Often overlooked, accessories are essential and stylish additions that can make or break the Ivy Look. The late, great American novelist, Kurt Vonnegut Jr. was quoted as saying, ‘Enjoy the little things in life - because one day you’ll look back a realize they were the big things’. Indeed, this sentiment could easily apply to accessories, which, incidentally, should never be loud or flashy - no bling permitted, rather understated, subtle and discreet is the order of the day.

A case in point is the simple collar pin. James Stewart, Cary Grant, Fred Astaire, Frank Sinatra and an endless coterie of stylish men have worn a collar pin or collar bar at some point in their sartorial journey. It is traditionally made in gold or gold plate and designed to resemble a safety pin when worn. It doesn’t puncture the shirt collar but holds the tie in place. It works best with slightly longer point collars and with the correct tie looks pin sharp.

To accompany this modest but very stylish collar adornment the well-dressed fellow would sport a pocket square or handkerchief. For the record, the left breast pocket of a jacket is not there to hold a pack of cigarettes or a pair of glasses but to hold a handkerchief. Kamakura Shirts have for years carried a large selection of pocket handkerchiefs from plain white to a wide array of colours and from madder patterns like paisley or foulard and in fabrics ranging from oxford shirting to silk twill and linen. A pocket handkerchief is a good look, a finishing touch. Just make sure it echoes a colour in the neck-tie, shirt or jacket and not the same pattern. In summer, a friend of mine wears a handkerchief in the top pocket of his oxford button-down shirt, a look, I must admit I have copied!


If there is one thing that is a stone cold Ivy classic it is a surcingle belt. Wikipedia describes it thus: ‘A surcungle belt is a belt having a web body with leather fittings on either end and a brass horseshoe buckle. The web is usually a heavy wool twill and maybe solid coloured or longitudinally striped or emboidered with a repeating motive. The leather ends are sewn onto this and are generally narrowed. Surcingle belts are conventionally considered an element of casual dress. They are strongly associated with the preppy sub-culture’. But as every pilgrim of the Ivy Look knows preppy is fashion, Ivy is style. A surcingle belt along with a cross-grain ribbon belt with brass loops and a good quality leather belt is all you need to secure those chinos or classic Levis.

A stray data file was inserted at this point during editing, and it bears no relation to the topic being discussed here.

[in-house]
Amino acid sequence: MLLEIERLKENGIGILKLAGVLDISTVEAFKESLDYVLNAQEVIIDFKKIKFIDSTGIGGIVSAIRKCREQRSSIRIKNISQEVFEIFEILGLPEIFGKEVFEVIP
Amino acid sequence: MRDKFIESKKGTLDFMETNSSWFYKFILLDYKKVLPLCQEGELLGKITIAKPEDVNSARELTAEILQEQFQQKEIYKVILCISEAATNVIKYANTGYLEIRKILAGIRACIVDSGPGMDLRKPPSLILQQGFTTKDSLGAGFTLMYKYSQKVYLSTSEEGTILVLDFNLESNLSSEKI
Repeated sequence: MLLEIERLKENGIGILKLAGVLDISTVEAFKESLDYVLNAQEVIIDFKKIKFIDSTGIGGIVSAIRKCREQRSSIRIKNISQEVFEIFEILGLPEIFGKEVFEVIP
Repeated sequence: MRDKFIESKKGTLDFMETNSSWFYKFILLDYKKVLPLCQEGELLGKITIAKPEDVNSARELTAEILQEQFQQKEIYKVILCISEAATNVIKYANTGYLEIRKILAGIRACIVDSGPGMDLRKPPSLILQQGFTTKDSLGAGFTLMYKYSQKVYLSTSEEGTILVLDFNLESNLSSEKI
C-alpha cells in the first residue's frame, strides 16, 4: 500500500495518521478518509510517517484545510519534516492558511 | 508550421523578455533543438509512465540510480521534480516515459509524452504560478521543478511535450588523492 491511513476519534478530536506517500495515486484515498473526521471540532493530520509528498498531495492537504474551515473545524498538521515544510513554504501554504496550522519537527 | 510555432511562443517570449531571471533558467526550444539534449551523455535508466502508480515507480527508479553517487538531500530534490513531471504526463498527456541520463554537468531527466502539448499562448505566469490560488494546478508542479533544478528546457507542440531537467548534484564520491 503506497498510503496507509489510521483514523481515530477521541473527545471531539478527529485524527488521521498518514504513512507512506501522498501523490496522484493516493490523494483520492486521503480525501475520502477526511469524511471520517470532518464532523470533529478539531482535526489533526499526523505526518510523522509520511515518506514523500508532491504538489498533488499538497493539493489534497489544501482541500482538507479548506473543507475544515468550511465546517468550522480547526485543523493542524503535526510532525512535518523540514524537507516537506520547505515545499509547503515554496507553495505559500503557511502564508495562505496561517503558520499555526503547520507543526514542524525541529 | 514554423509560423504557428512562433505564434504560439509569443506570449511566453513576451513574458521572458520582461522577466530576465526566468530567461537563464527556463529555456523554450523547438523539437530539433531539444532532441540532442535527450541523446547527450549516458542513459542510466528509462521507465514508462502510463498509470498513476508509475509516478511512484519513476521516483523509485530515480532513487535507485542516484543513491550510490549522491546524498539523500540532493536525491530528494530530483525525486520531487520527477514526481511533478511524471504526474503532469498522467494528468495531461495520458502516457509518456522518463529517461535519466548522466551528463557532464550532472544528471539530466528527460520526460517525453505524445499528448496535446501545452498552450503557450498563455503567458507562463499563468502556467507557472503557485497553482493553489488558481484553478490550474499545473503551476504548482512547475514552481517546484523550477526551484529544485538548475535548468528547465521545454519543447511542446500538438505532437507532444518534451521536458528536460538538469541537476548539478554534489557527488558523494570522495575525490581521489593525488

There are numerous other small items such as ties, cufflinks, socks, striped watch band, duck key ring, cravats or the more formal Ascot, rarely seen in casual dress these days. And of course watches. A good Ivy look is a discreet vintage, made in USA Hamilton watch with a striped wrist band. And if budget allows any classic Swiss watch of your choice from a Rolex to an IWC. Eye glasses, whether they are tortoiseshell or wire rimmed, crystal or horn they look the business. If we are talking after-shave Eau Sauvage by Dior seems to be top of the Ivy list of favourites whose scent won’t scare the horses.

There is plenty more to come. So look out for B for Brogues and Blazers. GM

About Graham Marsh

Graham Marsh is an art director, illustrator and writer. He has written and art directed many ground-breaking visual books including The Cover Art of Blue Note Records, volumes 1 and 2, East Coasting and California Cool. He has co-authored and art directed Denim: From Cowboys to Catwalks and a series of books with Tony Nourm and on movie posters. More recent books are The Ivy Look, Hollywood and the Ivy Look, Jazz Festival, The Beat Scene, French New Wave: A Revolution in Design and a 50th Anniversary volume on Woodstock plus a book on the early years of Ronnie Scott’s Jazz Club. He is author and illustrator of a children’s book called Max and the Lost Note. Marsh’s illustrations have appeared in magazines, newspapers and on many CD and album covers. He has contributed to numerous publications including Country Life and Financial Times.